Commentary

No Country for Old Candidates

By JIM CURLEY | Jan 08, 2020

One of my favorite trivia questions ever may be smashed to pieces next year. Let me set up the question. FDR served the longest term as U.S. president – from March 1933 to April 1945, more than 12 years. OK, how many people born during those 12 years were later elected president? The answer: a big, fat zero.

 

The turning point occurred in 1993, when George H.W. Bush, who served in World War II, was succeeded by Bill Clinton, who was born after World War II.

 

After Clinton, it has been Boomer after Boomer, including Donald Trump. Now at least three septuagenarians have the chance to erase perfectly good trivia. In early 2019, two elders, Biden and Sanders, entered the race as Democrats. Sanders was born three months before Pearl Harbor; Biden was born in 1942. More recently, Michael Bloomberg – who, like Biden, is 77 – has joined the crowd seeking the Democratic nomination. Also over 70 is Elizabeth Warren.

 

I hereby propose an age limit for becoming president. Going forward, the limit for entering the Oval Office shall be 70 or less on Inauguration Day. Further, nobody over 70 shall run for re-election.

 

Had those limits been in place since our nation’s founding, surprisingly few presidents would have lost terms in office. Two, in fact.

Ronald Reagan would have been barred for running for a second term. Let’s review his second four years. There was talk about the diminution of Reagan’s mental facilities. Also, Congress investigated his administration’s Iran Contra “arms for hostages” affair during his second term. Still, Reagan was popular through much of these eight years, the economy was strong, and his vice president, George H.W. Bush, succeeded him as president.

The other casualty of my proposed limits would have been Trump, who turned 70 about a half-year before his inauguration in 2017. He would be ineligible for a second term.

Of course, there already is an age limit to becoming president. It’s at the beginning of life. A citizen has to be at least 35 to become president. That makes sense. At 35, it’s likely young adults are well on the road to becoming seasoned human beings familiar with the trials and tribulations of life and adept at rolling with some of its “punches.”

The history of U.S. presidents indicates voters have built a little “wiggle room” that in practice has extended the minimum age. Nobody younger than 40 has ever been elected president. The youngest person to serve as president was Theodore Roosevelt, and he became our chief executive at 42 because his running mate, President William McKinley, was assassinated.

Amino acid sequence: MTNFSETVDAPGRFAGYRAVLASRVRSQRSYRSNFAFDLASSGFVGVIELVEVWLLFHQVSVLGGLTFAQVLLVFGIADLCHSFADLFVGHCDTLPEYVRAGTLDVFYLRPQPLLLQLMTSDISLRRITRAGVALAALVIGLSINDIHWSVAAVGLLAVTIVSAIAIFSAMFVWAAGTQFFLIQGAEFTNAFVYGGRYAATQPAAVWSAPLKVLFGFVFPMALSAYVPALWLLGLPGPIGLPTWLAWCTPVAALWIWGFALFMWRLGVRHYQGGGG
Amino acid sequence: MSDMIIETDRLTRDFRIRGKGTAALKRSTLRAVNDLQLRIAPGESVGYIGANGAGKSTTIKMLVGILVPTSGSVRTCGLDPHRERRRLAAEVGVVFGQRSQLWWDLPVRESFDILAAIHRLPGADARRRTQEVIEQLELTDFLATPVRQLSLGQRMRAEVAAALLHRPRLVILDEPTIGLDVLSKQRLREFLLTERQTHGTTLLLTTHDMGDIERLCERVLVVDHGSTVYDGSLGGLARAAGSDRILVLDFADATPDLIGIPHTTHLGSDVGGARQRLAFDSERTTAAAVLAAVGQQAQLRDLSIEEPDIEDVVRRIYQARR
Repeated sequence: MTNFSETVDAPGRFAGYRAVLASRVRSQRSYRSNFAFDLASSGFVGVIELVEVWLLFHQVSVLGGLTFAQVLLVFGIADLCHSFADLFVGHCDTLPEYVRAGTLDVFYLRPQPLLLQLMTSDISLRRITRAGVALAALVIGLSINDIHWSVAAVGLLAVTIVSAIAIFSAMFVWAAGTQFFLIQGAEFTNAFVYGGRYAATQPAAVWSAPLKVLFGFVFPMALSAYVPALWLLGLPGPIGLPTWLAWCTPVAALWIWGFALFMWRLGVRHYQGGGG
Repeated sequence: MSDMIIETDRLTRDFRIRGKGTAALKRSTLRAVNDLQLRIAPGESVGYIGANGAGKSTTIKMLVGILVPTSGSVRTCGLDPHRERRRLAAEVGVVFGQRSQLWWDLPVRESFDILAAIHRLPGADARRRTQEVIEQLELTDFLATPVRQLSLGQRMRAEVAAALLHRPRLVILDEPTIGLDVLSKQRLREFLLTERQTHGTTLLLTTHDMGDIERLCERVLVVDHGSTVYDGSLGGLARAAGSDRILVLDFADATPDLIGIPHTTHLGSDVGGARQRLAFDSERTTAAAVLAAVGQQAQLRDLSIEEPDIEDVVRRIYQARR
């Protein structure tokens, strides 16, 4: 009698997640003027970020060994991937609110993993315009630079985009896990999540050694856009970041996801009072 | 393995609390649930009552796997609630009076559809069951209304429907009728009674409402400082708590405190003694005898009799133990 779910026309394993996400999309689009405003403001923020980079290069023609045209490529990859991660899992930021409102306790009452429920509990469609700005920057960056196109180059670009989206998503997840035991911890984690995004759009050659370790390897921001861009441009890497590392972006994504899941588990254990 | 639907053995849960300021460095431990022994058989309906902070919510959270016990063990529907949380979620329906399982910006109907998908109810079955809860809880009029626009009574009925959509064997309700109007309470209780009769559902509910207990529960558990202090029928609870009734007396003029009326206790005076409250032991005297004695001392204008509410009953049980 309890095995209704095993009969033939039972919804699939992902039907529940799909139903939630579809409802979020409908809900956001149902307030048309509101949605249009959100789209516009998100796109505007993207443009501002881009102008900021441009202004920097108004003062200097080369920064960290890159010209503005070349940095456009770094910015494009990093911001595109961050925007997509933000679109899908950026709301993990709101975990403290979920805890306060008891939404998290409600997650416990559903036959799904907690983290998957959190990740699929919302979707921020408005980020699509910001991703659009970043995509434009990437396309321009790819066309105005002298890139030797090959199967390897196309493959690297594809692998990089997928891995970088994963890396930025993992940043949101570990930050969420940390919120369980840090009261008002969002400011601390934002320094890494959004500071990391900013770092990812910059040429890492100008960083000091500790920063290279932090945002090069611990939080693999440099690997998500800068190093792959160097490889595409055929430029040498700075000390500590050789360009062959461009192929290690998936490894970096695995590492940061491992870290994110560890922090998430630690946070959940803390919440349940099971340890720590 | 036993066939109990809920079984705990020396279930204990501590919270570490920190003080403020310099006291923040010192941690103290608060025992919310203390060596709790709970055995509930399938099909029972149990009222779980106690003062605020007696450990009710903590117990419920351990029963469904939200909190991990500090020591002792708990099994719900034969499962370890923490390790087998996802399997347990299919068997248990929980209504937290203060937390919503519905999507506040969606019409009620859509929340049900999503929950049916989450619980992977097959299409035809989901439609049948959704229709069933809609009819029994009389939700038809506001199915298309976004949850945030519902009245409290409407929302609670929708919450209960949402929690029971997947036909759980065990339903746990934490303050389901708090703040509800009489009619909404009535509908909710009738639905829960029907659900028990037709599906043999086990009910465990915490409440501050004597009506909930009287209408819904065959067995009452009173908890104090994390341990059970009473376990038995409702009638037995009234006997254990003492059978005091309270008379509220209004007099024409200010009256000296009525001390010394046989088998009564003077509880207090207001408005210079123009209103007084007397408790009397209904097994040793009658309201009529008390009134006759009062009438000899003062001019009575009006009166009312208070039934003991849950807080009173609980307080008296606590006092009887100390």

At the other end of life, though, it’s “anything goes.” The oldest-serving president was Reagan, who was 77 when he left office. If Trump were re-elected on 2020, he would be 78 when he left office. Both Biden and Bloomberg would be 81 and Sanders a year older than that when their first terms would end. And if any of these three were re-elected – we’re talking mid-80s. Oy vey!

Granted, there have been great breakthroughs in medicine. We’re learning a lot about DNA and other predictors of health. It may be true, as TV ads suggest, that the first person to reach 150 years old is alive today and that the first person to be cured of Alzheimer’s is walking our streets as we speak, but I don’t like the odds. To quote Ring Lardner, “The race is not always to the swift, nor the battle to the strong, but that’s the way to bet.”

Let’s be realistic. We don’t have the cure for Alzheimer’s yet, not to mention cancers of all sizes and shapes. Plus, as we get older, the risk of heart disease, stroke, high blood pressure, type 2 diabetes, dementia and a score of other afflictions increase.

Do we really want to roll the dice? Do we really want to choose among a quintet of candidates who have already reached the “three score and ten” mentioned in the Bible as the span of a human life? Candidates who are running for the most stressful job in the world?

If two septuagenarians face off for the presidency next year, I would advise that we study the vice presidential running mates very, very carefully.

Jim Curley lives in Ship Bottom.

 

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